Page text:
Why do we suffer from TMJ? Especially in cases where it seems to develop spontaneously without any form of major trauma like a car accident or physical violence, it seems like we ought to be able to eat and chew fine without major difficulties.
It turns out that the answer to this question might come from some of the very things that make us human: technology and talking.
These two factors have so dramatically changed our jaws from those of our primate relatives — like chimps and bonobos — and even our evolutionary ancestors that our jaws may not be suited for chewing as much anymore.
Breaking the Chewing Trap
Chewing is great. It’s a way to predigest food, which not only helps us evaluate its nutritional content (mmm . . . protein, your brain is thinking when you savor that steak), but it helps us extract more of that nutrition from our food. Birds and reptiles don’t chew. Their teeth grasp and hold prey, tear flesh off a carcass, or, at most, crunch up a beetle a few times to make sure it’s dead before it goes down the hatch.
Chewing is a mammalian trait, and it helps us get all the nutrients we need to maintain our active warm-blooded lifestyle. But it comes at a cost. Mostly, it’s time consuming. If you’ve ever driven through farm country and watched all those cows out there chewing their cud, you realize that’s what they spend most of their lives doing: chewing.
Even primates and our primitive ancestors likely spent about half of their waking hours chewing. That is, until they discovered how to process food. Processing food means a lot less chewing.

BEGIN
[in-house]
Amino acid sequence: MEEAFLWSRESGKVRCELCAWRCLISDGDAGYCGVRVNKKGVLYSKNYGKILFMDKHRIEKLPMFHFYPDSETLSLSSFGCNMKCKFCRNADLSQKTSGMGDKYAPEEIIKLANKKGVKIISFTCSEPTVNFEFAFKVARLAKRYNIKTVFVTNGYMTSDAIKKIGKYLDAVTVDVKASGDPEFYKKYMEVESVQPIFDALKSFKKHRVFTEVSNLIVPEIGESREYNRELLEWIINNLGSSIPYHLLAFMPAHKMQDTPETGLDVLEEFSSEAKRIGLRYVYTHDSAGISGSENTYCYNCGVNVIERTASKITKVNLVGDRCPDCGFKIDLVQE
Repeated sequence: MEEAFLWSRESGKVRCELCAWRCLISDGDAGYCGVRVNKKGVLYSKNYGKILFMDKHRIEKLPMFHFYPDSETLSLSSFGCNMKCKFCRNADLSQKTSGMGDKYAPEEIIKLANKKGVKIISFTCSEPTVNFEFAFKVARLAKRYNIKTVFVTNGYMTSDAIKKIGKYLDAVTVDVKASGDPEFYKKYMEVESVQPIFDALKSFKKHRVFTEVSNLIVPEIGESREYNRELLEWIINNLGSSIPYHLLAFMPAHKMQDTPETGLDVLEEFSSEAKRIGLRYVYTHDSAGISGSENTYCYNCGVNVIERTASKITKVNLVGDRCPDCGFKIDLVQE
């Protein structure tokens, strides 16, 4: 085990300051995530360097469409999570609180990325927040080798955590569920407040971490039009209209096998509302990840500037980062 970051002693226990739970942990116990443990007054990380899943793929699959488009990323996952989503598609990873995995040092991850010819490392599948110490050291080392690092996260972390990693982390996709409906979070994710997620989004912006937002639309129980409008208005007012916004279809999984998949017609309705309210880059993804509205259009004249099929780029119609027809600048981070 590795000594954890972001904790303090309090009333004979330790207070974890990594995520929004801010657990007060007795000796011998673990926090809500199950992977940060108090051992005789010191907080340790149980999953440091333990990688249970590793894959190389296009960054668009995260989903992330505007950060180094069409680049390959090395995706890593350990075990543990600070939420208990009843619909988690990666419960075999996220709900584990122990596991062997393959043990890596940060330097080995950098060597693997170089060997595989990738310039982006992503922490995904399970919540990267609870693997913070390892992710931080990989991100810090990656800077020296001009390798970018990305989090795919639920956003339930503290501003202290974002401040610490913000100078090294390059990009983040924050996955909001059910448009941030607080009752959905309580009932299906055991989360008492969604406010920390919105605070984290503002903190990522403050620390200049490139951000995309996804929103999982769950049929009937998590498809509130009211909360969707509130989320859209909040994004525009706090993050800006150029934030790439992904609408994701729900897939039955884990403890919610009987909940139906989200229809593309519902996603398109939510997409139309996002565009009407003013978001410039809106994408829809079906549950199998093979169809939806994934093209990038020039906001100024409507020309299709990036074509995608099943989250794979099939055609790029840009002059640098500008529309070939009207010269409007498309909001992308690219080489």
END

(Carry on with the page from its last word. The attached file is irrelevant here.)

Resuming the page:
Scientists disagree about what type of processing made the big difference: some say it was cooking, while Harvard researchers recently postulated that it may have been as simple as cutting meat into chunks and pounding up tubers (like potatoes) to make them easier to digest.
They claim that adding meat and tubers to our diet and using these simple approaches to processing food may have reduced their need to chew by an average of 2.5 million chews per year, about 18% less than before. But the force demands on our jaw dropped even more: we only needed to chew 75% as hard as before.
And, later, we added cooking to our approaches, and we saw our need to chew go down even further.
The Benefits and Drawbacks of Less Chewing
When you look at the face of a chimpanzee in the zoo and compare it to your face reflected in the plexiglass, there are some definite similarities, but also some major differences. One of the biggest differences is the large snout that chimps and other primates have, the snout that is necessary to accommodate the large teeth and strong chewing muscles that primates have.
We can have a lot smaller jaw and snout because we don’t need to chew as much. And that comes with certain advantages: our mouth is smaller and more controllable for making a wider variety of precise sounds, which is what allows us to talk. Not to mention the benefit of not having to be chewing all the time. How much work would you get done if your lunch break had to be four hours long?
But nothing in life comes without tradeoff, and there’s a dark cloud to this silver lining. With weaker jaw muscles and a smaller jaw, we experience some problems, such as not having enough room for our wisdom teeth, and, yeah, being at a higher risk for TMJ.
Our smaller jaw is weaker and more susceptible to strains as well as traumatic injuries. But it’s also problematic that our temporomandibular joints are just smaller, with less room for all the muscles, tendons, cartilage, and nerves that have to run through it. Even in the absence of major trauma or strain, there’s more likelihood that something is going to get compressed or pinched if your jaw isn’t aligned quite right or gets out of balance.
If you are suffering from TMJ and you’re asking, “Why?” know that it’s a tradeoff for all those hours you didn’t spend chewing as a kid.
And know that there is a solution–you don’t have to just live with the pain. To learn how we might be able to help your TMJ in Columbia, SC, please call (803) 781-9090 today for an appointment with a TMJ dentist at Smile Columbia Dentistry.